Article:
JOHN MASK PEACE HOUSE, a.k.a BAMBRO PLANTATION
(before & after renovations; click photos to enlarge)
Fairport, Granville County, North Carolina
|PLANTATION NAME:||JOHN MASK PEACE HOUSE, part of BAMBRO PLANTATION|
|ORIGINAL OWNER:||John Mask Peace (1774-1852)|
Peace, Senior, a joiner from Goochland County, Virginia, bought two hundred
acres of land on Tabb's Creek in Granville County, North Carolina in June
1756. His household consisted of his wife, Mary Mask, and two sons, Joseph
Junior and John. Joseph Junior and John married soon after moving to North
Carolina, and the three families lived close to each other in Granville
County. John M. Peace Sr. (1742-1821), known as Captain John due to his
service in the Granville County militia during the Revolutionary War, was a
planter. His wife Margaret and their six children (Joseph, Lucy, William,
John Mask, Pleasant and Mary) lived at Bambro, the Peace family plantation
near Fairport. Joseph and William moved to Raleigh and became successful
merchants. John Mask and Pleasant married Reed family sisters and both built
homes on Bambro plantation lands. According to family tradition, it was John
Mask Peace who built the Peace House that is extant today.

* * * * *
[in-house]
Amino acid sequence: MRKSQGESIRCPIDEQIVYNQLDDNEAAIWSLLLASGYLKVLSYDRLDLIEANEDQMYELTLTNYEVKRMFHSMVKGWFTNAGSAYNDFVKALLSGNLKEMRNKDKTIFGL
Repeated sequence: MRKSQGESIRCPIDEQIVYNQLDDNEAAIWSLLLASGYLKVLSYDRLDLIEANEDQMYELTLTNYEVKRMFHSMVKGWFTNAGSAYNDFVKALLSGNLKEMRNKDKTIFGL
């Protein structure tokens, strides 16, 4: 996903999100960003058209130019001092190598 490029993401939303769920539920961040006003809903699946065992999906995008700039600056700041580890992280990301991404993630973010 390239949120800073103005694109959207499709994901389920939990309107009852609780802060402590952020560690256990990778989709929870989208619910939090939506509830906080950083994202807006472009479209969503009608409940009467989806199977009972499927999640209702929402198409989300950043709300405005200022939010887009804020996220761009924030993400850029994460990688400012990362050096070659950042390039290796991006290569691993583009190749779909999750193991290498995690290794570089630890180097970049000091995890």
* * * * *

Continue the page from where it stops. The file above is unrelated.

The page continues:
John's brother, Pleasant Peace (1775-1858) owned a comparable
farm on the Peace land, northeast of John' house. In 1850 Pleasant owned 350
improved acres of land, 290 unimproved acres had 21 slaves, and his farm was
valued at $2,500. After Pleasant's death in 1858 William Leak Peace was
listed as head of household. Pleasant Poindexter Peace and Christopher Peace
practiced medicine out of offices on their front yard. Margaret Scott Peace
outlived her other siblings, and thus inherited the family land. She left
the majority of her property to Eliza and Tom Peace, former Peace family
slaves whom she employed as caretakers, after her death on July 1, 1901. The
Pleasant Peace House was ruinous by the 1970s.
|SLAVE POPULATION:||John M. Peace
Sr. had 5 Slaves in 1820; John M. Peace Jr. had 15 Slaves in 1850; Pleasant
Peace had 21 Slaves in 1850; Josephus Peace had 23 Slaves, with 4 slave
houses in 1860; William L. Peace had 26 Slaves, with 6 slave houses in 1860.
JOHN PEACE SR., Granville County, August 8, 1821 Inventory of Slaves:
|RESEARCH NOTES:|| The John
Mask Peace house was located in Fairport in Granville and is now a
historical site and the Bambro Plantation of Fishing Creek was known to be
where the slaves were kept. One of John Peace's sons (Josephus) married one
of the slaves (Martha), which established my family's mulatto Peace lineage.
I have attached a list of slaves owned by the Peace slaveowners I gathered from North Carolina Granville Deed Records. The Peace Family (John Mask Peace and Margaret Scott Peace) were known as one of the 1st settlers in North Carolina in the 1700's to house slaves. The Peace College of Raleigh and the Peace Cemetery are connected to the family as well.
John Mask Peace (1742-1821) + Margaret Scott
Child: John Peace (1774-1852) + Frances Reed
Child: Josephus Peace (1827-1915) + Martha (Slave)
Child: Madison Peace (3rd great-grandfather)
|MISCELLANEOUS:||National Register of Historic Places Application; John Mask Peace Family on Find-a-Grave; 1850 & 1860 Granville County Slave Schedules; Estate of John Peace Sr. 1821|
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